Takeaway: Agree on the means and frequency of communication before starting any collaboration so that everyone is on the same page.
Collaborating on projects certainly takes time, a finite commodity for everyone. Since Martha has a twelve-month appointment, she has consistent but limited availability all year. Joanna has an eight-month appointment during which her liaison and instruction responsibilities take precedence in the academic year, but she has four months to focus solely on research and publications. We allocate our time accordingly, and transparency is key. During our years of collaboration, Martha has moved several times, which means she had to take some short breaks from our endeavors. By shifting responsibilities so that Joanna takes on a task while Martha is unavailable and vice versa, we have worked around our schedules. Knowing and discussing our availability and bandwidth has kept our collaboration running smoothly.
Takeaway: Be realistic and straightforward about your availability, both to your collaborators and yourself. Let collaborators know when major personal or professional things are coming up and how they will affect your participation.
Scheduling recurring meetings, or finding a time for the next one at the end of meetings, is one common and productive means to advance a project. When working on a project last spring, aside from meeting virtually, we met in-person three times for full-day work sessions because we only lived 90 minutes from each other. Still, these longer sessions could have been done virtually. Also, creating meeting agendas helps us cover everything, make progress, and communicate well. We maintain a shared notes document where we add agenda items prior to talking and refer back to it for to do’s.
Takeaway: Having regular meetings reserves time for and maintains momentum in a project, especially amidst other responsibilities.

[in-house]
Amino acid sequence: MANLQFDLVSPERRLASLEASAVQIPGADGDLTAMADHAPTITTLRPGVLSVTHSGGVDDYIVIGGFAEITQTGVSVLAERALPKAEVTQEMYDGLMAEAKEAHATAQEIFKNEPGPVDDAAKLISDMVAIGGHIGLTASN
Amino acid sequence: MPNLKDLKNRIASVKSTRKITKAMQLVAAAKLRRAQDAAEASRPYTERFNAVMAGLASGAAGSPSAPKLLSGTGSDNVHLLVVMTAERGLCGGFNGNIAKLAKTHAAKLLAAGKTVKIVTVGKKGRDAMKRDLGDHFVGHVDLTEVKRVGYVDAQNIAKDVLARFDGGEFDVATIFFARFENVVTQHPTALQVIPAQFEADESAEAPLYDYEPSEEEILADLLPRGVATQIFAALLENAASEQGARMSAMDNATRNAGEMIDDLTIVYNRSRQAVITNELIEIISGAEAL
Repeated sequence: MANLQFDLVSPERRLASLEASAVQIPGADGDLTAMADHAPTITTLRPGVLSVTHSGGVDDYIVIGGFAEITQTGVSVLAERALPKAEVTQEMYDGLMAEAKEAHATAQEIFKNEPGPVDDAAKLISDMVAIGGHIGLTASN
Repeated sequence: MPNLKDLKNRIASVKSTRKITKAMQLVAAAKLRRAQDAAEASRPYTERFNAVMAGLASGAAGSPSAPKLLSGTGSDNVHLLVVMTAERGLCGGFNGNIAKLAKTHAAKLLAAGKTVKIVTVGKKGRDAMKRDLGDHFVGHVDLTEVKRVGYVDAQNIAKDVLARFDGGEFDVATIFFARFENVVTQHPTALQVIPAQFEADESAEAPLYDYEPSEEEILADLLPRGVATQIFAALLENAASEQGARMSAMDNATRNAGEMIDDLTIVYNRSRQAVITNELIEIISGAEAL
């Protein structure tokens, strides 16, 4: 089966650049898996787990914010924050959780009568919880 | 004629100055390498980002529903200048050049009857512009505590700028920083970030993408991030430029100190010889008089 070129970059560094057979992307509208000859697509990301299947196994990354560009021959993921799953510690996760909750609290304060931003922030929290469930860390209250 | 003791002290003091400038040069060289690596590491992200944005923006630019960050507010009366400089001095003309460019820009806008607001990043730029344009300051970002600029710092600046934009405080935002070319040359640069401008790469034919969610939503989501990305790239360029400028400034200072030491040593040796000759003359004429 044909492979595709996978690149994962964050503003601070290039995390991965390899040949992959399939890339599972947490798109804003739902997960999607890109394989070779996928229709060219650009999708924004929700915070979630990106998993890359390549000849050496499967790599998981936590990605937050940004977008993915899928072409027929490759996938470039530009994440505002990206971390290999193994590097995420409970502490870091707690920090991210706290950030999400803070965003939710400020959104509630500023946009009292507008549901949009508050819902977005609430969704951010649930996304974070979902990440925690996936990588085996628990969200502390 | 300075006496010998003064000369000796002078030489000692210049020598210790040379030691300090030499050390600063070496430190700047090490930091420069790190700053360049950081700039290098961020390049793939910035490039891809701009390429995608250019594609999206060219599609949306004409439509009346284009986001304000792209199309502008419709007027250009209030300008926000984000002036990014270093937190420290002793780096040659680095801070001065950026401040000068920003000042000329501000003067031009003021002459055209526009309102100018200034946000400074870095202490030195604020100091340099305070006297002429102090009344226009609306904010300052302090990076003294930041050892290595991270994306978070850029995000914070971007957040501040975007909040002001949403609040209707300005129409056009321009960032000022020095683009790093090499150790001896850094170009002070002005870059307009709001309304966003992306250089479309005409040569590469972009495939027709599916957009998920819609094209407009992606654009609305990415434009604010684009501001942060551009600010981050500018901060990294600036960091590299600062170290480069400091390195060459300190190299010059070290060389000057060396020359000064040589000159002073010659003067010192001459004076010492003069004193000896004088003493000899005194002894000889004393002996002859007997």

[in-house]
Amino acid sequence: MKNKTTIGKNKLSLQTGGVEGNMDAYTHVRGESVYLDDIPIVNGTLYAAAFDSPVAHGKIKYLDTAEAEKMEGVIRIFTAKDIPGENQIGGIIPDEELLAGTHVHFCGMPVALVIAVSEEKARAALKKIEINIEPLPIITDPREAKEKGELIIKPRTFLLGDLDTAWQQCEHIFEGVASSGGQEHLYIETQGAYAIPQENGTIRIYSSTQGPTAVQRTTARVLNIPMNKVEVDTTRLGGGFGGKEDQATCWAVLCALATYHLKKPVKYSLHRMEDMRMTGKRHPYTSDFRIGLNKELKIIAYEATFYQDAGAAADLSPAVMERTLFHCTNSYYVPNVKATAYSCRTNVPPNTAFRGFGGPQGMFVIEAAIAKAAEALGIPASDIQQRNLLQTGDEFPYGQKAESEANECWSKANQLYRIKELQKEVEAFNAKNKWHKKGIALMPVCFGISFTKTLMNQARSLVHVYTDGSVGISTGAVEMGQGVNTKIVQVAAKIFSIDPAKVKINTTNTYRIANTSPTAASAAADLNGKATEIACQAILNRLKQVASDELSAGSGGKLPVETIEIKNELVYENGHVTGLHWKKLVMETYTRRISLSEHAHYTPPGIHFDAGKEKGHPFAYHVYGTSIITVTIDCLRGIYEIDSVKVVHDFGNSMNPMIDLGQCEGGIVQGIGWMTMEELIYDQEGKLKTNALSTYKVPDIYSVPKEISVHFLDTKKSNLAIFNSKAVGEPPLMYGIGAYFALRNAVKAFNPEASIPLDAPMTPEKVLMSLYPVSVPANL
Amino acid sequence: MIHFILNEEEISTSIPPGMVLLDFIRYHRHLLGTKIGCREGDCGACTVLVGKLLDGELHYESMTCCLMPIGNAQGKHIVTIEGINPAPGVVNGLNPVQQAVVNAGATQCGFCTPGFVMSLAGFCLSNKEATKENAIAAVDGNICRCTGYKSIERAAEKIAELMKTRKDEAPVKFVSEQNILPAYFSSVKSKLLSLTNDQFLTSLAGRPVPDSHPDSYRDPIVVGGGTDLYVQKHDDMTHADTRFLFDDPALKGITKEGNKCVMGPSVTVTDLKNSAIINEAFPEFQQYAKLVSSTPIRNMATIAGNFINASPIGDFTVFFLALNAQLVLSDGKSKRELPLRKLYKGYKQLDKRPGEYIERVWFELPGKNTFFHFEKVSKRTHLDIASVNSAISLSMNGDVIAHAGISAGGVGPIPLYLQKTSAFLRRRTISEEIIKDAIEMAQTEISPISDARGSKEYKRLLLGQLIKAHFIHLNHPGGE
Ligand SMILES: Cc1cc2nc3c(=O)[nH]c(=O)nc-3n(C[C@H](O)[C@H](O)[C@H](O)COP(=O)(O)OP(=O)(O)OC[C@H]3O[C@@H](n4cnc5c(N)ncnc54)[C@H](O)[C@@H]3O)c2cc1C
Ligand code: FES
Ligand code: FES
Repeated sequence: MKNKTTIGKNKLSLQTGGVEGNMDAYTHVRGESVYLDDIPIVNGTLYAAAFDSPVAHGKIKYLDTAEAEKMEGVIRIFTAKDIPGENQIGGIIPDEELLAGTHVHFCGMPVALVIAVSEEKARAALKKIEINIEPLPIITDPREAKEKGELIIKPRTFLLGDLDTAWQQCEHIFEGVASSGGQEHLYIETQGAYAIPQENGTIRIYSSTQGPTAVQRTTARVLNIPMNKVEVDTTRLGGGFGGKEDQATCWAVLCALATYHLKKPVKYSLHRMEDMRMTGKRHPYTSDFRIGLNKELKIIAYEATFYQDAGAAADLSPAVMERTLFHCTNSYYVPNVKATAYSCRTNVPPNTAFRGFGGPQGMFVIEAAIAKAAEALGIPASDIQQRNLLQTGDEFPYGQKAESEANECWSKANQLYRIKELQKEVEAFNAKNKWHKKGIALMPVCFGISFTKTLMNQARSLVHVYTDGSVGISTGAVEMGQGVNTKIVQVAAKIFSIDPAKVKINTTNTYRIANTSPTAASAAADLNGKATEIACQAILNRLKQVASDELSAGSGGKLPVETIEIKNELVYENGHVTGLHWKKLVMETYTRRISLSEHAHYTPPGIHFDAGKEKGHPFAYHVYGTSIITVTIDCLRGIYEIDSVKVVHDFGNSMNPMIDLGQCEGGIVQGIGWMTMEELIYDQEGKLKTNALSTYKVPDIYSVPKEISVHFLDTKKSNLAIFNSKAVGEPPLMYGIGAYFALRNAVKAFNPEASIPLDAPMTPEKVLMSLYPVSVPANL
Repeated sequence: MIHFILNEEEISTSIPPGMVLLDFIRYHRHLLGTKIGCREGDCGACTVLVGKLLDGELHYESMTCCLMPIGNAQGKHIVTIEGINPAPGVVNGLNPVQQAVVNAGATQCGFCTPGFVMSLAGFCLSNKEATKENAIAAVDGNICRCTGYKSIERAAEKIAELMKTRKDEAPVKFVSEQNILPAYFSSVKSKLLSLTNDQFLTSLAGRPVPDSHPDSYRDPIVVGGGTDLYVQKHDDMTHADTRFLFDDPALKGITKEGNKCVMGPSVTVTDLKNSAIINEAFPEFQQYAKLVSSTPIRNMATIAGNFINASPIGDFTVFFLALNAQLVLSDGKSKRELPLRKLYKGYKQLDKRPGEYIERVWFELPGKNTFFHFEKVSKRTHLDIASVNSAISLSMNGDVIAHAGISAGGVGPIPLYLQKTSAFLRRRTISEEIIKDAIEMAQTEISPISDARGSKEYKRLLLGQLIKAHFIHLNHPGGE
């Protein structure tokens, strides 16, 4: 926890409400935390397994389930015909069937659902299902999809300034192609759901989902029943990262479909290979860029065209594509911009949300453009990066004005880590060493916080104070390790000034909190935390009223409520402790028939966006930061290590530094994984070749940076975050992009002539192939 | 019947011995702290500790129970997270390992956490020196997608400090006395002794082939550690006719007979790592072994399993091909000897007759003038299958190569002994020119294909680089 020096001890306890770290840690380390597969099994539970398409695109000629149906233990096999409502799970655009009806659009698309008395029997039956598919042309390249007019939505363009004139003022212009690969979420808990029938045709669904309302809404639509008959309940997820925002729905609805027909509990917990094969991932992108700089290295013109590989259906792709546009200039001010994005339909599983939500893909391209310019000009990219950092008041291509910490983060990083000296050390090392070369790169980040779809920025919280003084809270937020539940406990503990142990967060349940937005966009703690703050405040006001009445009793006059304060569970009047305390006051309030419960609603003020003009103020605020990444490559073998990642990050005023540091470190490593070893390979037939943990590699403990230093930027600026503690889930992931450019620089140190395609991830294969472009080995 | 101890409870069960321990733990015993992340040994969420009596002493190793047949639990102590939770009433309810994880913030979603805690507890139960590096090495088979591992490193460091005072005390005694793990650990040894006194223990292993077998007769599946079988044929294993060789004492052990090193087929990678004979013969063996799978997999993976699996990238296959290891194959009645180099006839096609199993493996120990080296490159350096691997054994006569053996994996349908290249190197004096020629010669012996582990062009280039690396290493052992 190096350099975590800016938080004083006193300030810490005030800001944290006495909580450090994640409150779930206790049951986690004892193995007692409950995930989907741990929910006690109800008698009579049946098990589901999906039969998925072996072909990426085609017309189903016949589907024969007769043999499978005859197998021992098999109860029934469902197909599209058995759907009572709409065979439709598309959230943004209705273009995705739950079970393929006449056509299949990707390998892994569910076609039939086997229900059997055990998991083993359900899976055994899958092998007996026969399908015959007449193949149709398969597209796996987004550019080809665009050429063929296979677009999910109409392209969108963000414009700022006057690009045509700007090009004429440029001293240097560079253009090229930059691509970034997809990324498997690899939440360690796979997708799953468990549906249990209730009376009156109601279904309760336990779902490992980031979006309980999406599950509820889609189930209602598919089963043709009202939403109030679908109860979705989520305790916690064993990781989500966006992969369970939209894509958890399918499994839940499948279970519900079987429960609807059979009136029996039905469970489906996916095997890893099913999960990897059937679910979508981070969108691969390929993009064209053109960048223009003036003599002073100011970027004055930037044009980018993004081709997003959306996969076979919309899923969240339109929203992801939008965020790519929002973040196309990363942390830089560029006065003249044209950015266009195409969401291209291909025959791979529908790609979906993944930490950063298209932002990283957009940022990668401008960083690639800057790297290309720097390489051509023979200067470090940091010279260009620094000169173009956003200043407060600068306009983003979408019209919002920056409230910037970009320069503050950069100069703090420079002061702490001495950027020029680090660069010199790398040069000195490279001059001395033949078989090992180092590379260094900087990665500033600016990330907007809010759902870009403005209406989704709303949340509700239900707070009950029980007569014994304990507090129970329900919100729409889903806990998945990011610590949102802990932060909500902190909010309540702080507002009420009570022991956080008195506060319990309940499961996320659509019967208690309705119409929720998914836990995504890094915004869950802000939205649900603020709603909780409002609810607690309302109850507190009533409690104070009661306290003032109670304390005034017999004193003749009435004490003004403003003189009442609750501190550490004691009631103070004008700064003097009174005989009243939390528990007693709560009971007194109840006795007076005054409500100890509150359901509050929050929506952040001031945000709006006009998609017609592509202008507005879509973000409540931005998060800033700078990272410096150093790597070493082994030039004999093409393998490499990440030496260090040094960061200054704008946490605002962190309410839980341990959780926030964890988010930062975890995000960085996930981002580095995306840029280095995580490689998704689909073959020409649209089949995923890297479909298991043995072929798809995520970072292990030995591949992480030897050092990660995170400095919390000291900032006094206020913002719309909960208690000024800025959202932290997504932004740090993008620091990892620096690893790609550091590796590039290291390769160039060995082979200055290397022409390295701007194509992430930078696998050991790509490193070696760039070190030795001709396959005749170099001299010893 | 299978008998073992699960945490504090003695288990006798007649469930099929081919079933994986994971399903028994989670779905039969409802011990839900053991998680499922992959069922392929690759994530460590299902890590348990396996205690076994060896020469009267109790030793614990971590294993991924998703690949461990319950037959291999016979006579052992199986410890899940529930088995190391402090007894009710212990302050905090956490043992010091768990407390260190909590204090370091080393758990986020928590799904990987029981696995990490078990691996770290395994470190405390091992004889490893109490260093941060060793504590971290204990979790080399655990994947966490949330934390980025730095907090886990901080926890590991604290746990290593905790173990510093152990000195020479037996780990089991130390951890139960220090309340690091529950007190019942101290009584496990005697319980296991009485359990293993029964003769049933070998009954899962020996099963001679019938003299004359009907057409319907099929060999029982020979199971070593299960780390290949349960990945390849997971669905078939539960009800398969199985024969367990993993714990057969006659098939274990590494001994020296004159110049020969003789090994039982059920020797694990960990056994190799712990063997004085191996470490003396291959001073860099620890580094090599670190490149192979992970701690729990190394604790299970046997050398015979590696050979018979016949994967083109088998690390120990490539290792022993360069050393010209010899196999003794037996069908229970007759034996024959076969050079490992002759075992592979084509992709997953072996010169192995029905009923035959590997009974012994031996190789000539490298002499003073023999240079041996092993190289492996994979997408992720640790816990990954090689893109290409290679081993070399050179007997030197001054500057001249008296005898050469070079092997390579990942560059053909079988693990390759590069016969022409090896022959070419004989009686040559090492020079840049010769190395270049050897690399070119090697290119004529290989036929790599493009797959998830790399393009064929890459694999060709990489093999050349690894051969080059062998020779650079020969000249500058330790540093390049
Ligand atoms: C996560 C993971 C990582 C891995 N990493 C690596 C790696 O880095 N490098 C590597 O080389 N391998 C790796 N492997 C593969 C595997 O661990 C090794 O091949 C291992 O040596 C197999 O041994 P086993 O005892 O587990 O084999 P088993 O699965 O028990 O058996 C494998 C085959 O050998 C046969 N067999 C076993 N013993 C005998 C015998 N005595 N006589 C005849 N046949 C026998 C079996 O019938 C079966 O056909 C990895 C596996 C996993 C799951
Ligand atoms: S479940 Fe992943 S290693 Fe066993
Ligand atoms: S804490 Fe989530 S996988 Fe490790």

Finding tools that work for all collaborators can be difficult, especially when collaborators are geographically dispersed, but you can leverage your resources by pooling available tools and expertise. For a survey, we used the Qualtrics online survey tool via Joanna’s institutional subscription, and she could share access with Martha. Also, having a single, shared folder for the many files that such projects generate saves versioning and access headaches. Last year, our libraries were using different systems (Google Suite and Microsoft Outlook), so Martha created a new Google account in order to store all of our files in Google Drive. Shared docs can feel tedious with comments and suggestions, and also are a very public place to work. Martha sometimes finds it helpful to draft offline to form her thoughts and then paste it into the shared document.
Takeaway: Before embarking on a collaboration, identify and decide which tools you will use to work efficiently.
Having collaborators with individual strengths positively contributes to the quality of research and publication outputs. Martha has a degree in English, so she is excellent at copyediting and wordsmithing. Joanna has expertise with data from her degrees and current position, and she is great at tracking details. While working with collaborators who have unique personalities or skills can cause conflict, each perspective strengthens the final product.
Takeaway: Take stock in each of your collaborator’s strengths and capitalize on those strengths.
We wanted to share how we have been able to make our collaboration successful. Long-distance, cross-institutional collaboration might not work for everyone, but it can be rewarding personally and professionally. If not required to research or publish, but interested or considering jobs requiring it, you can still try it out, as Martha has. If you are required to engage in these activities, finding someone at another institution with whom you work well propels the process, as Joanna found.
Remember, you will never stop learning how to be a good collaborator.
Hopefully, these practices help you establish collaborations and maybe even give you ideas for other methods. If so, we’d love to hear about them in the comments!
Have we inspired you to collaborate? Look for Part 2 on getting started with research and publication.